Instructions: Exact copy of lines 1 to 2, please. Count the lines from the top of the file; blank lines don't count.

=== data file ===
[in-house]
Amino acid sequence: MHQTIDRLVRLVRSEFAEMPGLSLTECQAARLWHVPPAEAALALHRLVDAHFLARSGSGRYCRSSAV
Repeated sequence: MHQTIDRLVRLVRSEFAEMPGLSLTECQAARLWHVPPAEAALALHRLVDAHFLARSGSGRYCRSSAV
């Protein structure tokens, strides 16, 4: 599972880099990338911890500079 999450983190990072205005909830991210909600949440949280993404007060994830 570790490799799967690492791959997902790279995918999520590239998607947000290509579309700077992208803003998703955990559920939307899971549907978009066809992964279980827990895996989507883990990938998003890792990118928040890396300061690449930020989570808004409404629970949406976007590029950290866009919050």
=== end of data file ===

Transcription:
[in-house]
Amino acid sequence: MHQTIDRLVRLVRSEFAEMPGLSLTECQAARLWHVPPAEAALALHRLVDAHFLARSGSGRYCRSSAV